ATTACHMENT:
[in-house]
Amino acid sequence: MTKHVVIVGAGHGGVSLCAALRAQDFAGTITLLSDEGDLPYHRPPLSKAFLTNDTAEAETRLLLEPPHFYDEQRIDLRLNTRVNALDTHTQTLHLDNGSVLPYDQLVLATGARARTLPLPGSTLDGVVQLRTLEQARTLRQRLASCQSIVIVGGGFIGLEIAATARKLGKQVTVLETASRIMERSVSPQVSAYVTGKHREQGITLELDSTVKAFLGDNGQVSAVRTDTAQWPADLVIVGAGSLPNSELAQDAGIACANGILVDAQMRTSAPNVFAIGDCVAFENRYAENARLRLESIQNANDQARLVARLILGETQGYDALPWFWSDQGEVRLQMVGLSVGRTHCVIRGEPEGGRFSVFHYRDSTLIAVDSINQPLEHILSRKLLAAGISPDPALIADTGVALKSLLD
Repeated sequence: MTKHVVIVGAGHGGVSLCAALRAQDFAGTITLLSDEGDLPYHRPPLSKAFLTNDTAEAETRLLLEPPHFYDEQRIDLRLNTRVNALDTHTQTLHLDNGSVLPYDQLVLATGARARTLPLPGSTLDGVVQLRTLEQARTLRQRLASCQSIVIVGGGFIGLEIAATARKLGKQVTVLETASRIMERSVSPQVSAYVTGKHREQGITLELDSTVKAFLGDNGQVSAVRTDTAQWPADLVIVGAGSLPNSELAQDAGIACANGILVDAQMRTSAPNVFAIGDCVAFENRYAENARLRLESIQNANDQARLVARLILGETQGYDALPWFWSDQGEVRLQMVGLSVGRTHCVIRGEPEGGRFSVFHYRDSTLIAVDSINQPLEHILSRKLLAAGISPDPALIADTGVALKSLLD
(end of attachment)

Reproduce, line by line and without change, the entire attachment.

[in-house]
Amino acid sequence: MTKHVVIVGAGHGGVSLCAALRAQDFAGTITLLSDEGDLPYHRPPLSKAFLTNDTAEAETRLLLEPPHFYDEQRIDLRLNTRVNALDTHTQTLHLDNGSVLPYDQLVLATGARARTLPLPGSTLDGVVQLRTLEQARTLRQRLASCQSIVIVGGGFIGLEIAATARKLGKQVTVLETASRIMERSVSPQVSAYVTGKHREQGITLELDSTVKAFLGDNGQVSAVRTDTAQWPADLVIVGAGSLPNSELAQDAGIACANGILVDAQMRTSAPNVFAIGDCVAFENRYAENARLRLESIQNANDQARLVARLILGETQGYDALPWFWSDQGEVRLQMVGLSVGRTHCVIRGEPEGGRFSVFHYRDSTLIAVDSINQPLEHILSRKLLAAGISPDPALIADTGVALKSLLD
Repeated sequence: MTKHVVIVGAGHGGVSLCAALRAQDFAGTITLLSDEGDLPYHRPPLSKAFLTNDTAEAETRLLLEPPHFYDEQRIDLRLNTRVNALDTHTQTLHLDNGSVLPYDQLVLATGARARTLPLPGSTLDGVVQLRTLEQARTLRQRLASCQSIVIVGGGFIGLEIAATARKLGKQVTVLETASRIMERSVSPQVSAYVTGKHREQGITLELDSTVKAFLGDNGQVSAVRTDTAQWPADLVIVGAGSLPNSELAQDAGIACANGILVDAQMRTSAPNVFAIGDCVAFENRYAENARLRLESIQNANDQARLVARLILGETQGYDALPWFWSDQGEVRLQMVGLSVGRTHCVIRGEPEGGRFSVFHYRDSTLIAVDSINQPLEHILSRKLLAAGISPDPALIADTGVALKSLLD